When A Blog Goes Silent…

…it doesn’t mean I’m not mulling over in my heart and mind what to post next. It just means life has gotten the best of me, which is a good thing.

A silent blog means:

  • I have a life outside of writing about it.
  • There are friends I need to call
  • There are funerals I must attend
  • There are church meetings to help grow my faith
  • There are floors to clean
  • There is laundry to wash
  • There are quiet times to enjoy
  • There are grandchildren to play with
  • There are vacations to plan
  • And walking routes to pursue
  • And most of all–a husband to spend time with

I love writing. It isn’t an effort to do so. But I can easily get caught up with my blogging life to the neglect of my highest priorities. And family is high on my list.

Since I last posted on May 21st this is what has happened:

  • My youngest daughter turned 27
  • We bought and renovated a cabin in Banner Elk, NC. See Barefoot Cabin.
  • We had our first family vacation there
  • Three dear friends passed from this life to their eternal home
  • One friend got married to the love of her life
  • Attended the baby shower for my niece who is expecting her third child, first boy.
  • Went with my daughter-in-love to her 4D sonogram appt. where I got to see my 6th grandchild’s little face for the first time. He is due in September.
  • Had appointments with our attorney to help with my late-mother’s property.

My list could go on and on, and I’m sure you have a similar one. Life is full. Life is good. And everyday stories are being written that would help others know us better if we could but record them somehow. This is my passion. I love hearing stories that teach a lesson. Do you have one you could share? Or maybe a story you want to make sure your children and grandchildren know? I would love to hear it! This is why I began the tab at the top titled, Share Your Story. Won’t you consider taking some time to write it out. Then once it’s published you can share the link with your family and friends who may not have heard it yet. I hope you’ll consider it.

My next post will be such a story inspired by the questionnaire found at the back of my book.

Thanks for stopping by. I’ve missed you.

♥ Debi

A Slice Of [Mom’s] Life

Photo Credit: www.bbc.co.uk

Photo Credit: http://www.bbc.co.uk

Today I want to share with you an article I wrote for our neighborhood newsletter in August of 2004 about a very special day. 

My Mom and I love going out to lunch together. We have done this almost every week since I got married over 25 years ago. One particular week she picked where we were to go, but first she wanted us to stop by an old friend’s house. Her name was Mary. She explained that Mary was a writer and knowing my desire to one day write a book about the life of my grandmother, she wanted us to meet. I was happy to go, but not sure about meeting her friend. Sometimes arranged meetings such as this don’t go over the way intended. I had no idea what was about to happen.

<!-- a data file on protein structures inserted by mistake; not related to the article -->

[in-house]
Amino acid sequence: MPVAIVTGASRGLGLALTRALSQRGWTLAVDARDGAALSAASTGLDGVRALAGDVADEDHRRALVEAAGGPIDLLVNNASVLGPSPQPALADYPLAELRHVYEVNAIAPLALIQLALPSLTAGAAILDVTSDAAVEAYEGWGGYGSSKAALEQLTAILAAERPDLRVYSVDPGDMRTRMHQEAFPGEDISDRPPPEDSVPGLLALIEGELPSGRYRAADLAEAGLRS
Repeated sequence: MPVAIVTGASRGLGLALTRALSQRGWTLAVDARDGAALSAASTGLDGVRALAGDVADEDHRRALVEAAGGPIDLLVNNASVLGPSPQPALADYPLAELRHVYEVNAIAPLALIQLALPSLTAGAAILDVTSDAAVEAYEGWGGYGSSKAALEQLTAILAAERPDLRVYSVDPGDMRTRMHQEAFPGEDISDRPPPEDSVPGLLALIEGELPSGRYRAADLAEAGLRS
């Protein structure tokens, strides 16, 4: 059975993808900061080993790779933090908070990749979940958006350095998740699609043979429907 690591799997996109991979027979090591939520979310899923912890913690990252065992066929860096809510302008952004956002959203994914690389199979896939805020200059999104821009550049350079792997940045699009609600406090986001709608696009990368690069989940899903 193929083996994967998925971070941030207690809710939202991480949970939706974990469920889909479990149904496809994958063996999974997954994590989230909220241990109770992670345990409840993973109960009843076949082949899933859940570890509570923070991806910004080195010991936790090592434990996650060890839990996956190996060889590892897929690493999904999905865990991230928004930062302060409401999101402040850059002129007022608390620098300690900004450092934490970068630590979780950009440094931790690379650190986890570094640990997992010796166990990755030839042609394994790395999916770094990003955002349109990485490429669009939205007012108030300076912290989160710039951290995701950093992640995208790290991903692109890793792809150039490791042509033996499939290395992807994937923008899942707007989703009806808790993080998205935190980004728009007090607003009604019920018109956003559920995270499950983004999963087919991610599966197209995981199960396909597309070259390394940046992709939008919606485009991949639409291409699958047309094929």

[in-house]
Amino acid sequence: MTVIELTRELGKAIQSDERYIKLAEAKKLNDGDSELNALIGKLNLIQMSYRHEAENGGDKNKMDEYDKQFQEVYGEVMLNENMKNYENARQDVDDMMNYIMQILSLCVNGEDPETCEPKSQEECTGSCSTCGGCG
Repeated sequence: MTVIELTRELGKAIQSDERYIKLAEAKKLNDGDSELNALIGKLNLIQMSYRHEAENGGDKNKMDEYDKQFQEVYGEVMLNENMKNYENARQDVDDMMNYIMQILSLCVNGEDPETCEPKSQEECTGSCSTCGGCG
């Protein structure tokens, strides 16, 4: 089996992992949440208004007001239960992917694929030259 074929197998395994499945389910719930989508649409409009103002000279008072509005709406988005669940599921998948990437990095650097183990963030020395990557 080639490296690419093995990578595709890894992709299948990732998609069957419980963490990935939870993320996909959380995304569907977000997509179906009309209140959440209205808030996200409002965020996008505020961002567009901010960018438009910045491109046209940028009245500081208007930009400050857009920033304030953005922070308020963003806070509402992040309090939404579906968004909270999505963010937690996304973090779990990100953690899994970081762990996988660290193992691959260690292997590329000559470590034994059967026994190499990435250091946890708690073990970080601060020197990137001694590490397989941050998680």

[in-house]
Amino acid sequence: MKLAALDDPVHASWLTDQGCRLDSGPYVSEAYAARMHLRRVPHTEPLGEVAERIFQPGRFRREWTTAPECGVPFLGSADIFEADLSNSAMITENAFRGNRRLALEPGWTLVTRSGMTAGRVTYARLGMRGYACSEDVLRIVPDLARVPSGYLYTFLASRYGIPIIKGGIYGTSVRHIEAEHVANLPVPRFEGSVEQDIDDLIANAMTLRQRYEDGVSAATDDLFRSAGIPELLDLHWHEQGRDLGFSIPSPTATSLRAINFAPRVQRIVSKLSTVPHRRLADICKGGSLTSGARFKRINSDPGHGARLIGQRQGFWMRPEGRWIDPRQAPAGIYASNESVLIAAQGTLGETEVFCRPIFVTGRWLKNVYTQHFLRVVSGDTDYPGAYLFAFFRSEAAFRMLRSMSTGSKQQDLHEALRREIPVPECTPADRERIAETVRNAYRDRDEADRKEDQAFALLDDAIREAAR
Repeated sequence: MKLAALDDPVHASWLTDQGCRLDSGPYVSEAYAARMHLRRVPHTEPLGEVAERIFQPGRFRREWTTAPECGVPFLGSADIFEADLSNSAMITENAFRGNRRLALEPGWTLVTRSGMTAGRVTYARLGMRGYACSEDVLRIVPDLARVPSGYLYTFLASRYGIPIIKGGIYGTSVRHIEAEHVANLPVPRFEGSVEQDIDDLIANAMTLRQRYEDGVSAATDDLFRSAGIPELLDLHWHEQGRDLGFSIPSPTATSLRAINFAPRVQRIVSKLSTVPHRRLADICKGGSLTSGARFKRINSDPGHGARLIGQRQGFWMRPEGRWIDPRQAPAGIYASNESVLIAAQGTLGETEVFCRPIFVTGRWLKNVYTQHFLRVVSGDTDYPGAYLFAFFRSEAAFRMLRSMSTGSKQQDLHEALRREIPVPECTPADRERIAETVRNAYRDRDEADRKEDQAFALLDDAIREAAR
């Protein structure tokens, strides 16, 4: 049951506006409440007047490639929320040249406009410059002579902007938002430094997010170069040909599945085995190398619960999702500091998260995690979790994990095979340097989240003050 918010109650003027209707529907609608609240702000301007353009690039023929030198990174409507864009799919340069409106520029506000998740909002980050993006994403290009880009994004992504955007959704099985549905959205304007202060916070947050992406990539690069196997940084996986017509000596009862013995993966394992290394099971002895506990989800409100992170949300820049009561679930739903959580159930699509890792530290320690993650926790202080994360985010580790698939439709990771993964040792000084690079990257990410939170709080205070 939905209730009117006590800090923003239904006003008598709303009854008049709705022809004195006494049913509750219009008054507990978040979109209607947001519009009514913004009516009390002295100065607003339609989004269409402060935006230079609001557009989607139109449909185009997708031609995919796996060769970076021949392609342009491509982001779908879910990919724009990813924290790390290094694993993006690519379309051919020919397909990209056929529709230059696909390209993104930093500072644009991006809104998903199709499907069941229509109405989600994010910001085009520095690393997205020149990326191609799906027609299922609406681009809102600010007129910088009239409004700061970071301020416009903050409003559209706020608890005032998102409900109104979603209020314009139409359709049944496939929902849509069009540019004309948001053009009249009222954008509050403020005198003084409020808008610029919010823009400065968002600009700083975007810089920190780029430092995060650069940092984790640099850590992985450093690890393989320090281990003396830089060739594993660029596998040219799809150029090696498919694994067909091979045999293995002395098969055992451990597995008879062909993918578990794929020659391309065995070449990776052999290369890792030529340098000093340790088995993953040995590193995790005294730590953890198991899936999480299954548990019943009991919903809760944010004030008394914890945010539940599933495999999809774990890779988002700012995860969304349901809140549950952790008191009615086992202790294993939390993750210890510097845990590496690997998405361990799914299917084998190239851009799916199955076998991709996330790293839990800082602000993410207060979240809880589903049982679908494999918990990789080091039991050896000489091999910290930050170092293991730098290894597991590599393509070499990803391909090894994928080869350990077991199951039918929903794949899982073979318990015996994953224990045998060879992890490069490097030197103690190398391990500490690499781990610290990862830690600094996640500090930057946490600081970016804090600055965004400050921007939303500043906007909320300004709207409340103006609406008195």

My Mom grew up in Clermont, a bedroom community to the west of Orlando, where everyone knows everyone else. Even though this town is changing rapidly, somehow Mary’s house had avoided any change. As we pulled into her dirt driveway, I felt as though I was leaving the year 2004 behind. Suddenly, I found myself entering a strange new, but old world–my mother’s childhood. Mary met us at her squeaky screen door, which led us from her clapboard porch to a dimly lit paneled living room. There her husband stood, cane in hand, with a smile large enough to make any stranger feel like family. His handshake indicated confidence. I liked them both immediately.

Mary quickly led us up the wooden stairs to her office. As we sat among her treasures, books from every subject, age and size, I felt as if I was sitting inside her personal journal. In this room was Mary’s life, and she had gladly opened up her volumes to share with me her love for writing. I was deeply affected.

As I listened to two old friends reminisce, I realized that I was privileged to see my mom from a completely different perspective. Here sat, not my mom, but a little girl and her best friend talking of how they used to play in this very room. Mom mentioned how she would always run to this room first, because she loved the packed toy chest that used to sit below the window where Mary’s computer was now located. Her face revealed the joy this moment was bringing to her. Hearing them talk, I could actually see them in their childhood finding pleasure in the simple things of life. I was reminded of how quickly time passes. As they spoke of their lives 75 years ago, it was as if only days had passed, not decades.

I’m so glad I had this moment to glimpse into the past, for this is the stuff of which books are made. Mary helped me in my quest for capturing my grandmother’s story more than she’ll ever know; she introduced me to her youngest daughter, my mom.

Moments like these are rarely planned. They usually happen upon us when we least expect them, and we fail to remember all we heard because we weren’t giving the moment our full attention. I can remember this day with my mom as if it were yesterday. I never saw Mary and her husband again, so I am all the more grateful to God for giving me this time for Mom to show me a very special slice of her life.

This leads to our next question to ask an older member of your family:

Question #8 – Who was your closest childhood friend and what did you enjoy doing together?

Note: My mom’s friend is a famous writer of children’s books. Her name is Mary Rose Pearson, and you can check out her books HERE.

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This is post #8 in the challenge to post everyday in April.

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